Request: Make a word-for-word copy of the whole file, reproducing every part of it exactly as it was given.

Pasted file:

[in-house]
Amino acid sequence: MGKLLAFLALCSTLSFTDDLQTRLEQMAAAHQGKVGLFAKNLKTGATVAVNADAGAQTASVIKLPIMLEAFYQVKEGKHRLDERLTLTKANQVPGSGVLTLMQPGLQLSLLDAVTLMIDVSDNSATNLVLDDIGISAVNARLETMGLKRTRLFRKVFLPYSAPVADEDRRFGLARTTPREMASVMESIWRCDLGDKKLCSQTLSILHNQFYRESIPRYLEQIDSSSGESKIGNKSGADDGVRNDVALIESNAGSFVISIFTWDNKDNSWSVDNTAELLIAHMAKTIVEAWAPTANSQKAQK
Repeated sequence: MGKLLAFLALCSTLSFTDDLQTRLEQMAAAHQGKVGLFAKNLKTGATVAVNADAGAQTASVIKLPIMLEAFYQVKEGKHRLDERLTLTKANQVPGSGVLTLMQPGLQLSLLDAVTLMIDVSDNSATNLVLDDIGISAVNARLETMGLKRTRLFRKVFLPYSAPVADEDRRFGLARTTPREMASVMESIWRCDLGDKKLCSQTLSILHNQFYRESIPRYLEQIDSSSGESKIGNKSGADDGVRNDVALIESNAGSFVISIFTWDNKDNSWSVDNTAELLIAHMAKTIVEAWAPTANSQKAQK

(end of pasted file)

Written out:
[in-house]
Amino acid sequence: MGKLLAFLALCSTLSFTDDLQTRLEQMAAAHQGKVGLFAKNLKTGATVAVNADAGAQTASVIKLPIMLEAFYQVKEGKHRLDERLTLTKANQVPGSGVLTLMQPGLQLSLLDAVTLMIDVSDNSATNLVLDDIGISAVNARLETMGLKRTRLFRKVFLPYSAPVADEDRRFGLARTTPREMASVMESIWRCDLGDKKLCSQTLSILHNQFYRESIPRYLEQIDSSSGESKIGNKSGADDGVRNDVALIESNAGSFVISIFTWDNKDNSWSVDNTAELLIAHMAKTIVEAWAPTANSQKAQK
Repeated sequence: MGKLLAFLALCSTLSFTDDLQTRLEQMAAAHQGKVGLFAKNLKTGATVAVNADAGAQTASVIKLPIMLEAFYQVKEGKHRLDERLTLTKANQVPGSGVLTLMQPGLQLSLLDAVTLMIDVSDNSATNLVLDDIGISAVNARLETMGLKRTRLFRKVFLPYSAPVADEDRRFGLARTTPREMASVMESIWRCDLGDKKLCSQTLSILHNQFYRESIPRYLEQIDSSSGESKIGNKSGADDGVRNDVALIESNAGSFVISIFTWDNKDNSWSVDNTAELLIAHMAKTIVEAWAPTANSQKAQK